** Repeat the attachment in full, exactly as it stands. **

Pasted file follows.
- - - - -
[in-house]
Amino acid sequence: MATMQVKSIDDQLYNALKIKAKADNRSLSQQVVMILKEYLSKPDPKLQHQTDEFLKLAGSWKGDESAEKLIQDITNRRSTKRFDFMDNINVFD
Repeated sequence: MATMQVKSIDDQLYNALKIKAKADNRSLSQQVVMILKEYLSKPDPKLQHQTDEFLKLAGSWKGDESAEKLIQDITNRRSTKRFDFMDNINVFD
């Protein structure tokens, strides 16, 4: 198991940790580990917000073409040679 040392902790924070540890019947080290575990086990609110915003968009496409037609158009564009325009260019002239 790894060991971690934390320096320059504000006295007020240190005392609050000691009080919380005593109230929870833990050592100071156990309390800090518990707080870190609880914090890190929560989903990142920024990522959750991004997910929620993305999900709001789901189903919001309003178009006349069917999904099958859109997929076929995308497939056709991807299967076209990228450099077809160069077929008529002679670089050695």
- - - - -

[in-house]
Amino acid sequence: MATMQVKSIDDQLYNALKIKAKADNRSLSQQVVMILKEYLSKPDPKLQHQTDEFLKLAGSWKGDESAEKLIQDITNRRSTKRFDFMDNINVFD
Repeated sequence: MATMQVKSIDDQLYNALKIKAKADNRSLSQQVVMILKEYLSKPDPKLQHQTDEFLKLAGSWKGDESAEKLIQDITNRRSTKRFDFMDNINVFD
């Protein structure tokens, strides 16, 4: 198991940790580990917000073409040679 040392902790924070540890019947080290575990086990609110915003968009496409037609158009564009325009260019002239 790894060991971690934390320096320059504000006295007020240190005392609050000691009080919380005593109230929870833990050592100071156990309390800090518990707080870190609880914090890190929560989903990142920024990522959750991004997910929620993305999900709001789901189903919001309003178009006349069917999904099958859109997929076929995308497939056709991807299967076209990228450099077809160069077929008529002679670089050695």